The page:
Why is teaching EBM so damn hard?

Preventing Overdiagnosis 2015 Hosted by the National Institutes of Health, National Cancer Institute

Why is teaching EBM so hard?

Why is teaching EBM so damn hard? A question I ask myself, sometimes event in the midst of a class. Give me a lecture on the causes of ‘red eye’ any day – at least the pictures look good. One possible reason is EBM requires understanding of some difficult concepts, as opposed to content knowledge, and if it is not based on actual clinical cases then such understanding is often perceived as superfluous to clinical care, making it even more difficult to teach.

A 2004 systematic review of teaching EBM in postgraduate settings revealed that standalone teaching improves knowledge, but has no effects on skills, attitudes, or behaviour. Whereas clinically integrated teaching improved knowledge, skills, attitudes, and behaviour, the important stuff. However, whilst the quality of the evidence was poor – there were only 2 RCTs to underpin these results – I think we can say that teaching should include moving from the classroom to clinical practice. However, in practice this proves difficult, and what might be better is to think about bringing clinical practice into the classroom.

Khan and Coomarasay, in a 2006 article in BMC medical education, attempted to provide a useful hierarchy of different teaching strategies: Level 1, interactive and clinically integrated activities; Level 2(a), interactive but classroom based activities; Level 2(b), didactic but clinically integrated activities; and Level 3, didactic, classroom or standalone teaching. What is useful about this hierarchy is not that anyone teaching strategy is really better than any other, well by a substantial amount. But, there are multiple different strategies that can be used throughout a course, and as a teacher of EBM you should be aware of all of these strategies and consider how best to employ them.

As an example,  to move an interactive level 2a classroom based session, to a clinically integrated activity we recently invited a patient to participate in the classroom session, thus making the session interactive and integrated and according to the hierarchy, a level 1 session. Therefore, if you are finding it hard to teach EBM, then you are certainly not alone. One tip would therefore be to try and find a way to integrate clinically activities into the session.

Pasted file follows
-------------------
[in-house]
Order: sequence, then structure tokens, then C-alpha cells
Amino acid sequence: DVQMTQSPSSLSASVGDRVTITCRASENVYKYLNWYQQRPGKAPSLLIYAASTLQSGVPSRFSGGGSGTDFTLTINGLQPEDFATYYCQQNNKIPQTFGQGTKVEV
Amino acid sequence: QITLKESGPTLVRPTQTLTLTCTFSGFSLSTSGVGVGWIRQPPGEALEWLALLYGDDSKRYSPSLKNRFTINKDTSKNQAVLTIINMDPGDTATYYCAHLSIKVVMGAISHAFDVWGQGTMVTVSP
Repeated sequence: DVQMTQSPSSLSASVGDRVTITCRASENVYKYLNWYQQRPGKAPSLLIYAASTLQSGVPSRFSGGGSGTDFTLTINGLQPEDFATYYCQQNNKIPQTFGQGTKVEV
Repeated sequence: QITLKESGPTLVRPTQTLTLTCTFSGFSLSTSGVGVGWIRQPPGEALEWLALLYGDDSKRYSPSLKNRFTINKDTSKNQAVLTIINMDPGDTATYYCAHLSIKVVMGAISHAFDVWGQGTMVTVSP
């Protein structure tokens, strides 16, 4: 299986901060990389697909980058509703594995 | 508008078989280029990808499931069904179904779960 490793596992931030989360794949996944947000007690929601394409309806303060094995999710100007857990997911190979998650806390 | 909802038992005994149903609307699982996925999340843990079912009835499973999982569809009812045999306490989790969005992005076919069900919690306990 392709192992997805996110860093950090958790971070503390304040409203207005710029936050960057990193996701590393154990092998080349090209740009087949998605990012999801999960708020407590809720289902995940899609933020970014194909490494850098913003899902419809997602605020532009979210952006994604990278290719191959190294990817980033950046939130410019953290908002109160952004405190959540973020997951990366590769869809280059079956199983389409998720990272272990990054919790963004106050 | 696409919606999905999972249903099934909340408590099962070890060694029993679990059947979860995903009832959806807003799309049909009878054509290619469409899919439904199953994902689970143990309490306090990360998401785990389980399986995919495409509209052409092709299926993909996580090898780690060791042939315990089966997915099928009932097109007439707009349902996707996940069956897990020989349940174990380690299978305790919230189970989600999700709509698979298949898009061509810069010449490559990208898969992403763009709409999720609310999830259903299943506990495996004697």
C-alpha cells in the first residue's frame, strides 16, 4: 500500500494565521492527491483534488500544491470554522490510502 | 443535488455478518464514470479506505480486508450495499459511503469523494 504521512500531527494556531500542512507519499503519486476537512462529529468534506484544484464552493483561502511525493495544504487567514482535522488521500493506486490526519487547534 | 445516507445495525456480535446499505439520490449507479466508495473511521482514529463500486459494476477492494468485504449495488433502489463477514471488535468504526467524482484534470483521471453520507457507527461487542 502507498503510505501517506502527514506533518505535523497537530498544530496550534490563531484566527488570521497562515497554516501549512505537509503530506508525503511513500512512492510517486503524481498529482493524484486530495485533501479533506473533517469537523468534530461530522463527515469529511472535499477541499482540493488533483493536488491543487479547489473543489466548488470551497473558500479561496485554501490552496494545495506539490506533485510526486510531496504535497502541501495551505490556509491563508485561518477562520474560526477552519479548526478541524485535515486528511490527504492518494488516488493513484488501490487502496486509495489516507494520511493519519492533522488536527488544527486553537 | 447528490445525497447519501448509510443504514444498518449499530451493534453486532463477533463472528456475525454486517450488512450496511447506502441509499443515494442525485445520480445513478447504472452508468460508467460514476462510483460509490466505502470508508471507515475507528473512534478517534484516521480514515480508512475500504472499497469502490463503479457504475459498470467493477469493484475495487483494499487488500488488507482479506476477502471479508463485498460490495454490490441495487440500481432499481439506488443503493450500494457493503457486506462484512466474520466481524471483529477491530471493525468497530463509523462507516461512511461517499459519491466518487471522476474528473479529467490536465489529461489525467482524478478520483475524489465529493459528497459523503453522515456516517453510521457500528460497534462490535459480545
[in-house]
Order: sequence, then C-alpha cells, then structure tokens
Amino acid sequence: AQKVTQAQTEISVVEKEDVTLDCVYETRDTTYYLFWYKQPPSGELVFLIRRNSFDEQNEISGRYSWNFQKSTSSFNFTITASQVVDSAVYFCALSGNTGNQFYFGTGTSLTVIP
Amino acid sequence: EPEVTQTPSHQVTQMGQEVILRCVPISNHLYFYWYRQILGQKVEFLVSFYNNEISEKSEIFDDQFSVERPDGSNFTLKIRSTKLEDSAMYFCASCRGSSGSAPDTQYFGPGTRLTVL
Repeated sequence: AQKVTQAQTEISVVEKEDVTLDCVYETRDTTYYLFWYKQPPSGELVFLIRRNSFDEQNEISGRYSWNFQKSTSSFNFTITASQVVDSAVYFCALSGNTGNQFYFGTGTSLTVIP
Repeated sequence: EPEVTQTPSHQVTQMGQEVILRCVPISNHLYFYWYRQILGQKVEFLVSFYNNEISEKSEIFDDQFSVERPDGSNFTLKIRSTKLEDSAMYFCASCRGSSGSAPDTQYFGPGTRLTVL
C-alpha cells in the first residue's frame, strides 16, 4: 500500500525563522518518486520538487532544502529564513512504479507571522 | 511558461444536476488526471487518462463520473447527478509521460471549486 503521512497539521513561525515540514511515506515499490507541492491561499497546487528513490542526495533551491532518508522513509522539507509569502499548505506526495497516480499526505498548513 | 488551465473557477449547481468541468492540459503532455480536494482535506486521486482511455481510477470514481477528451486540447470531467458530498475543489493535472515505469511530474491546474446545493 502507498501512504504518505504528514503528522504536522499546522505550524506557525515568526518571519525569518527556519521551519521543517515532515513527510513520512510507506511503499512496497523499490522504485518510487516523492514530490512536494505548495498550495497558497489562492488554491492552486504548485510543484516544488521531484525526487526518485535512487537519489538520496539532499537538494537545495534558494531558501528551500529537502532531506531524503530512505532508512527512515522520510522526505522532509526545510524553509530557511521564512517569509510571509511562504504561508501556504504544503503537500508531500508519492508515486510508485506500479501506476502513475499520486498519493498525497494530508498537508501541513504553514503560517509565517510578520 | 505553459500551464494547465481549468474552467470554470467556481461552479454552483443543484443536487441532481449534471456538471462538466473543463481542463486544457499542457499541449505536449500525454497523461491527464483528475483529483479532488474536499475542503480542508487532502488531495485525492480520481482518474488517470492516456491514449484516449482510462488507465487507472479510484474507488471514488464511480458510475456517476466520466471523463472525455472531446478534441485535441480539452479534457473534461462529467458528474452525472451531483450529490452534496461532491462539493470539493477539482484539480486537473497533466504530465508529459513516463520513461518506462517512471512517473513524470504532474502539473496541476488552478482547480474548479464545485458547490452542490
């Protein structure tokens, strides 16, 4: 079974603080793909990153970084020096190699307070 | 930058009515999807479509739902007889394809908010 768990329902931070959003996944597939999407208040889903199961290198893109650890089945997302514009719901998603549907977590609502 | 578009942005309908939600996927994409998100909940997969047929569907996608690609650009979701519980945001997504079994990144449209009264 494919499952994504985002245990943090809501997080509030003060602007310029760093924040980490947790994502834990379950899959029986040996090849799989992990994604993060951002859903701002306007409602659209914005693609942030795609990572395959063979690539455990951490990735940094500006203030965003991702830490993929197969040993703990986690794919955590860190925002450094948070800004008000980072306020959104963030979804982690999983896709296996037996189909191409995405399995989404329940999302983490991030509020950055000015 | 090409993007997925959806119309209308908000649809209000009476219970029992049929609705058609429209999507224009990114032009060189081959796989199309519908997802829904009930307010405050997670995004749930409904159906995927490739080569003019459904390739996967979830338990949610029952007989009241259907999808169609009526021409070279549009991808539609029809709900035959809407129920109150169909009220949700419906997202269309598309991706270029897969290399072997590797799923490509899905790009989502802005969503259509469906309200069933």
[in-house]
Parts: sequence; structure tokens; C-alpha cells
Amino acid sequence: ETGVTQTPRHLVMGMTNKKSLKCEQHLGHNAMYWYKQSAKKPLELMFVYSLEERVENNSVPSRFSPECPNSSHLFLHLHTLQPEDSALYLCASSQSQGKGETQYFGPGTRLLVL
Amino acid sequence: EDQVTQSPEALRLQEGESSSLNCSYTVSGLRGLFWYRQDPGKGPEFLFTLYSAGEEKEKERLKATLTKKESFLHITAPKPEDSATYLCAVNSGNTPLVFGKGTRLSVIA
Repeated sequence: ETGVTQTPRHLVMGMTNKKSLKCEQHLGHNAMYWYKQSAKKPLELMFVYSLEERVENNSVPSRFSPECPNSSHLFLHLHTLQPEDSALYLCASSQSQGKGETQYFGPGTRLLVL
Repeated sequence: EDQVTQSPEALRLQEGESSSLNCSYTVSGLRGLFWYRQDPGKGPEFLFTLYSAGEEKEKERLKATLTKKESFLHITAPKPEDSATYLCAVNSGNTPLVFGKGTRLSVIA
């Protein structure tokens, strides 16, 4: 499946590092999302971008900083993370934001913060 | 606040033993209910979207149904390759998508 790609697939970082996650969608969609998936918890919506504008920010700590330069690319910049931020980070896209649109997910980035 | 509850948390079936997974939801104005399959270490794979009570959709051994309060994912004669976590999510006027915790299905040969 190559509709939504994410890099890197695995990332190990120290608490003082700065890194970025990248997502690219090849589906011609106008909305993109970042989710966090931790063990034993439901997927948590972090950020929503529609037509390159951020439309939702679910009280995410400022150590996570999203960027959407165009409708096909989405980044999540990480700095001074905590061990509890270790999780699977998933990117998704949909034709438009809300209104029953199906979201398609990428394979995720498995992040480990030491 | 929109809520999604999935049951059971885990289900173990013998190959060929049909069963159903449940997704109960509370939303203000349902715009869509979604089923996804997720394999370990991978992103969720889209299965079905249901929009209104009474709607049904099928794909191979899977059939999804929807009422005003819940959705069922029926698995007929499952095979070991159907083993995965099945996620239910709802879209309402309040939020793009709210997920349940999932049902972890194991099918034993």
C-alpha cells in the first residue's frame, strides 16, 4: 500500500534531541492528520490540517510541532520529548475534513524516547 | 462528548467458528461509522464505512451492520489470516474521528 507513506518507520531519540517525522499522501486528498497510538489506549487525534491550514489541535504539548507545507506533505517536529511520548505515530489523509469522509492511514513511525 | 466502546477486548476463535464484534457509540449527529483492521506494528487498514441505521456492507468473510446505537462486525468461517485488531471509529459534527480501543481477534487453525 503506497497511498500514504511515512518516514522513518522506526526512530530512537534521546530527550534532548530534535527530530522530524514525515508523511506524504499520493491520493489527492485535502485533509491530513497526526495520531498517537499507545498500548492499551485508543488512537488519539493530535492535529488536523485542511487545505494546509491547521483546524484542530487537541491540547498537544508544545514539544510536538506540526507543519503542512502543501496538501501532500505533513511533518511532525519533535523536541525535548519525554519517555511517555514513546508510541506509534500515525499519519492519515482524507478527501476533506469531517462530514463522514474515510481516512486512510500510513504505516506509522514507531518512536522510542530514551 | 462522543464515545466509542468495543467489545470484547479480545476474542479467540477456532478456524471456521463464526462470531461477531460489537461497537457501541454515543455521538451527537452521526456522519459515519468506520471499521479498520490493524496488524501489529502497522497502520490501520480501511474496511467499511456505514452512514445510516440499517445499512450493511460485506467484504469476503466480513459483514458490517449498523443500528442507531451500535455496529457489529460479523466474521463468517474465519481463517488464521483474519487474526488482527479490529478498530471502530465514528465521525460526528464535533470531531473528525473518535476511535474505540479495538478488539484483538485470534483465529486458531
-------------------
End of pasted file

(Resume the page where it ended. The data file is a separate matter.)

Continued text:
Oh, and good luck.

The 20th Teaching Evidence-Based Medicine will be taking place on September 14th – 17th, 2015, at 
St Hughs College, Oxford

INSpIRE – INcreaSe and ImpRove the teaching of Ebm

 

 

Carl Heneghan

About Carl Heneghan

Carl is Professor of EBM & Director of CEBM at the University of Oxford. He is also a GP and tweets @carlheneghan. He has an active interest in discovering the truth behind health research findings and also blogs on Trust The Evidence at www.carlheneghan.com

View more posts by Carl Heneghan

2 comments on “Why is teaching EBM so damn hard?

  1. Interesting Carl. I wonder if there is a bigger role that elearning, blended and online learning tools can play? I am sure they are part of the mix, but the opportunities for interactivity and close monitoring of progress and completion lend themselves to teaching concepts like EBM and also incorporating clinical scenarios. It would be great to discuss this further if you fancy a coffee in Oxford sometime.

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